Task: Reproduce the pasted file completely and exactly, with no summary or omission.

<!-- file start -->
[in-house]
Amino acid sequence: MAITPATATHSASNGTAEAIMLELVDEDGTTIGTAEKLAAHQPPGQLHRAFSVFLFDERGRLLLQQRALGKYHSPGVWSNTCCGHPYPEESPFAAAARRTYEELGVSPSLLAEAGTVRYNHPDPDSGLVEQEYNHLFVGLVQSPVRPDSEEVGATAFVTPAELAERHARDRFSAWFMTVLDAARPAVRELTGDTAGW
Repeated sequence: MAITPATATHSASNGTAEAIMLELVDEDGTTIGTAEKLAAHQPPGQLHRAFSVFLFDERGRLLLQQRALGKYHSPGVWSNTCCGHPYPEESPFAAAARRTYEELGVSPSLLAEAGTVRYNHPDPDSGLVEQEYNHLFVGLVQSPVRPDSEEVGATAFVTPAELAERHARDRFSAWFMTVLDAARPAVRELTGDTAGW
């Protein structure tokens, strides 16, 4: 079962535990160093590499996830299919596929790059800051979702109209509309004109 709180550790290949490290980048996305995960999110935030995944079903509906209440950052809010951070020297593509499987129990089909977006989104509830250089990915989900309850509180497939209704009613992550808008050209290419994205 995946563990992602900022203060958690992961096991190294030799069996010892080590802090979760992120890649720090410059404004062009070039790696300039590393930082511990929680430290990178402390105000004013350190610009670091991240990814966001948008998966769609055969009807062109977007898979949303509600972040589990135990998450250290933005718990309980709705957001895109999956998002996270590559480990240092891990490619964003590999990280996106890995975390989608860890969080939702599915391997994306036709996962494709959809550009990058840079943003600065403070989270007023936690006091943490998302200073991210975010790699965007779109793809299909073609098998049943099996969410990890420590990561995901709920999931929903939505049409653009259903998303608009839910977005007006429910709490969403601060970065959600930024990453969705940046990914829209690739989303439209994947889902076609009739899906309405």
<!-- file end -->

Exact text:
[in-house]
Amino acid sequence: MAITPATATHSASNGTAEAIMLELVDEDGTTIGTAEKLAAHQPPGQLHRAFSVFLFDERGRLLLQQRALGKYHSPGVWSNTCCGHPYPEESPFAAAARRTYEELGVSPSLLAEAGTVRYNHPDPDSGLVEQEYNHLFVGLVQSPVRPDSEEVGATAFVTPAELAERHARDRFSAWFMTVLDAARPAVRELTGDTAGW
Repeated sequence: MAITPATATHSASNGTAEAIMLELVDEDGTTIGTAEKLAAHQPPGQLHRAFSVFLFDERGRLLLQQRALGKYHSPGVWSNTCCGHPYPEESPFAAAARRTYEELGVSPSLLAEAGTVRYNHPDPDSGLVEQEYNHLFVGLVQSPVRPDSEEVGATAFVTPAELAERHARDRFSAWFMTVLDAARPAVRELTGDTAGW
């Protein structure tokens, strides 16, 4: 079962535990160093590499996830299919596929790059800051979702109209509309004109 709180550790290949490290980048996305995960999110935030995944079903509906209440950052809010951070020297593509499987129990089909977006989104509830250089990915989900309850509180497939209704009613992550808008050209290419994205 995946563990992602900022203060958690992961096991190294030799069996010892080590802090979760992120890649720090410059404004062009070039790696300039590393930082511990929680430290990178402390105000004013350190610009670091991240990814966001948008998966769609055969009807062109977007898979949303509600972040589990135990998450250290933005718990309980709705957001895109999956998002996270590559480990240092891990490619964003590999990280996106890995975390989608860890969080939702599915391997994306036709996962494709959809550009990058840079943003600065403070989270007023936690006091943490998302200073991210975010790699965007779109793809299909073609098998049943099996969410990890420590990561995901709920999931929903939505049409653009259903998303608009839910977005007006429910709490969403601060970065959600930024990453969705940046990914829209690739989303439209994947889902076609009739899906309405």